1. What do you understand by a declaration, a definition, and an instantiation?

2. What are the four basic member functions of a C++ class that are defined by the compiler by default?

3. What does the default constructor do (when you don’t write one)? When would you need to redefine a constructor for a class?

4. What are the scenarios when a copy constructor is invoked?

5. How do you decide whether to pass an argument by a pointer or a reference?

6. When you are implementing an operator overloading, how do you decide whether you want it to be a member function or a non-member function?

7. Could you point out a flaw in the following class declaration?

class A { public: void erase() { delete this; } private: int data; };

8. Discuss the different usages of const keyword in C++.

9. Why do you need the following wrapper around a class declaration in the header file?

#ifndef BLAHBLAH_H #define BLAHBLAH_H class ... #endif

10. When do you need to implement a destructor?

1. Write an algorithm to detect a cycle in a linked list.

2. Remove consecutive duplicate entries from a given linked list.

3. Get the k-th to the last element in the linked list (when the size of the list is not known/tracked).

4. Check if the linked list is a palindrome.

5. Reverse a singly-linked list non-recursively.

1. Design a stack such that getMinimum() is O(1).

2. Reverse the elements of stack only using stack operations.

1. Write a recursive algorithm to perform x^n.

2. Write a recursive algorithm to count the number of 1’s in a given binary representation.

1. Given a binary tree, print the elements in a new order, as suggested by the example shown below:

The expected output is: 10, 14, 2, 12, 25, 75, 8, 50, 15.

2. Find the nearest match of a given value in a binary search tree.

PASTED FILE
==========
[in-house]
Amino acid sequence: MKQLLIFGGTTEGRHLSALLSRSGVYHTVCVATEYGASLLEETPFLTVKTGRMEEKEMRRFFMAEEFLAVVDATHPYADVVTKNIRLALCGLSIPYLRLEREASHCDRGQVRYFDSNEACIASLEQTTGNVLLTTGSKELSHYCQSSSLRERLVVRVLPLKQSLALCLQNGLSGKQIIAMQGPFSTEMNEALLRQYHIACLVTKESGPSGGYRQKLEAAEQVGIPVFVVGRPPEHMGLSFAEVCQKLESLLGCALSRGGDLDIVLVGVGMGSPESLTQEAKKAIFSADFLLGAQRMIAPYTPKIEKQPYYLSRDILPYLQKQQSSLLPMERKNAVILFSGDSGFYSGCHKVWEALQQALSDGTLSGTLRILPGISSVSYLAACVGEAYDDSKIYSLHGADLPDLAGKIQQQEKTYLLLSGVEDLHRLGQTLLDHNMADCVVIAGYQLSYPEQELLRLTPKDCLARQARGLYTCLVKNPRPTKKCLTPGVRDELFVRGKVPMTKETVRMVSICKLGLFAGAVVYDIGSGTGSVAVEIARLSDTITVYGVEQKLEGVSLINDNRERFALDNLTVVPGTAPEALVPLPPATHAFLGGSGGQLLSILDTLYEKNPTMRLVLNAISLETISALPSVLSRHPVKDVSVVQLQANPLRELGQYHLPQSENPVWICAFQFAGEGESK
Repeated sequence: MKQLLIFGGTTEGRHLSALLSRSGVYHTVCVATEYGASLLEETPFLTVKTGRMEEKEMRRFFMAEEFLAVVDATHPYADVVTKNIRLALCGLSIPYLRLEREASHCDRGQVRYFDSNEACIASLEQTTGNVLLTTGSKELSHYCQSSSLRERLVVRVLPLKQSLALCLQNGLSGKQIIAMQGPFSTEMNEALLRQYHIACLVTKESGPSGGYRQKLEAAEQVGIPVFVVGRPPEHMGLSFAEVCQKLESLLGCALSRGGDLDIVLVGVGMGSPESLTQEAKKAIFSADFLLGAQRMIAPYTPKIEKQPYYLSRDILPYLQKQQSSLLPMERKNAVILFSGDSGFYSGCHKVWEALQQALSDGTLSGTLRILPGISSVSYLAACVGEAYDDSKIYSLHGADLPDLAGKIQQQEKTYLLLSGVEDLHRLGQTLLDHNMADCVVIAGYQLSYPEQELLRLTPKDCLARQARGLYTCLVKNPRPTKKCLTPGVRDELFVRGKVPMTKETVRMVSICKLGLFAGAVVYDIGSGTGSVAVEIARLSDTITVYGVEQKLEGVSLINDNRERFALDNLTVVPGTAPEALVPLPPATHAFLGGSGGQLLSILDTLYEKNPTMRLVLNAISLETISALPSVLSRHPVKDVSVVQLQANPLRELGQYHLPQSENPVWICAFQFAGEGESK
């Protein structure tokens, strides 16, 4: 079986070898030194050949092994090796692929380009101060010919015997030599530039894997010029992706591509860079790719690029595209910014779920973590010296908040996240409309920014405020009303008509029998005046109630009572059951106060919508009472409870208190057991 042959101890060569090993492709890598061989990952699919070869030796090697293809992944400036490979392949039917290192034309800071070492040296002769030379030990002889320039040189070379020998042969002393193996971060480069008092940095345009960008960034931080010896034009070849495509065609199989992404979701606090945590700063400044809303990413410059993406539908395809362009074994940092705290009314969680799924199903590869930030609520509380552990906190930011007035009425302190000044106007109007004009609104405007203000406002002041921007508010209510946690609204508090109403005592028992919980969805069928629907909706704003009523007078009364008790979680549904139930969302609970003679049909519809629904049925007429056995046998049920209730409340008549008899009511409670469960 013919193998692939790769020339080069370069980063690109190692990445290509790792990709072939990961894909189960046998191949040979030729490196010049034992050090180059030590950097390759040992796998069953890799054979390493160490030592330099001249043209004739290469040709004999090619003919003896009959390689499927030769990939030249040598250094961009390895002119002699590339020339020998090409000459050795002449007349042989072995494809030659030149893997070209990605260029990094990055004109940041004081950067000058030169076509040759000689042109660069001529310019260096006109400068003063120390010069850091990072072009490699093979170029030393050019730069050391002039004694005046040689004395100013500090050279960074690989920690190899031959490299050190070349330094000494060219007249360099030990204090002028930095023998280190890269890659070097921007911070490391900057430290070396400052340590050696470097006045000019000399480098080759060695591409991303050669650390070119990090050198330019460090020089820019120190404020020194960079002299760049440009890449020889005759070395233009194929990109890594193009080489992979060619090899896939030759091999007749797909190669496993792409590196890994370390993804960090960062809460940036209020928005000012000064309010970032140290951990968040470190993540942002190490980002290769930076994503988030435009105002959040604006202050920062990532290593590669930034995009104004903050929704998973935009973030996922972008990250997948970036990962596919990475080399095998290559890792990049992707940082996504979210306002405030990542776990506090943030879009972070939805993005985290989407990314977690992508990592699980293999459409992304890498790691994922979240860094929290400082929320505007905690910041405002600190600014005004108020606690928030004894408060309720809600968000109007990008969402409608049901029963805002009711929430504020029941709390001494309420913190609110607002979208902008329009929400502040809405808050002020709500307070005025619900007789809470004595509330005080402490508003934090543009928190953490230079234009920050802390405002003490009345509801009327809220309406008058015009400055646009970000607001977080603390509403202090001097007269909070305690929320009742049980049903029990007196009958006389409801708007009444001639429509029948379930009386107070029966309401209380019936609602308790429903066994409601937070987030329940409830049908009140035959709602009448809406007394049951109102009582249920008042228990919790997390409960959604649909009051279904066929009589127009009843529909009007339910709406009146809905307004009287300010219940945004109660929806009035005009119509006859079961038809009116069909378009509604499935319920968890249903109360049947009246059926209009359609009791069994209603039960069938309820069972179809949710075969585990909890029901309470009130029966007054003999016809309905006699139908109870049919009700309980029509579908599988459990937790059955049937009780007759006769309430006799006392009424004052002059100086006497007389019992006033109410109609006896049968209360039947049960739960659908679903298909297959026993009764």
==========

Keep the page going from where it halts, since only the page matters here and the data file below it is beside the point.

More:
3. Write a function to check whether two binary trees are structurally identical.

4. Write a function to find the size of a BST.

5. Write a function to compute the sum of all elements in a BST.

Big-oh notation

Big-omega notation

Big-theta notation

Solving recurrence equations

**Problems**

1. For the sorting algorithm below, compare the time complexity for partitioning in the middle vs in the beginning.

List L; Sorted List L’; Size = n Recursive function: SORT(L) Basis: (n == 1) => L’ = L Inductive: (n > 1) => 1. Split L into two non-empty sets L1 and L2. 2. L1’ = SORT(L1); L2’ = SORT(L2) 3. L’ = COMBINE(L1’, L2’)

2. Write down the lower bound, upper bound and order functions for f(n) = 0.5 n^3 + 2 n^2 + log n

3. For the following snippet of code, analyze the worst case complexity for the following code.

for (int i = 0; i < n; ++i) { for (int j = i+1; j < n; ++j) { if (A[i] == A[j]) { return true; } } return false; }

4. Solve the recursive equation: T(1) = 1; T(n) = T(n-1) + n(n-1), n>1.

5. What is the min number of comparisons needed to find both max and min of n integers?

6. What is the min number of comparisons to find the max and the second max of n integers?

Insertion sort – algorithm, complexity and benefits

Selection sort – algorithm, complexity and benefits

Quicksort – algorithm, complexity and benefits

Mergesort – algorithm complexity and benefits

**Problems**:

- Discuss the sorting algorithms covered in the class.
- Discuss the comparison of computational complexities of these sorting algorithms.
- Given an array of n numbers, give an algorithm for checking whether there are repeated elements, without any additional space overhead.
- Given an array consisting of 0’s, 1’s and 2’s, give an algorithm for sorting the array.
- Given an array of 1M pixel color values and each of which is an integer in the range [0,255], which sorting algorithm is preferable for such an array?

Splay operations

- Zig-zag
- Zig-zig
- Zig

Complexity of operations in splay trees

Algorithms for find(key), min(), max(), remove(key)

**Problems**:

- Algorithms for inserting, deleting and finding a key in a splay tree?
- Compare splay tree with binary search tree.

Relationships between priority queues, selection sort, and the heap data structure.

Operations: min(), insert(key), removeMin(), bottomupHeap(), heapsort()

In-place heap sort

**Problems**:

- What are the minimum and maximum number of elements in a heap of height h?
- Given a min-heap, how would you find the max element? What is the complexity of such an algorithm?
- Insert the following numbers into a heap for an in-place sort in descending order: 3, 5, 2, 9, 20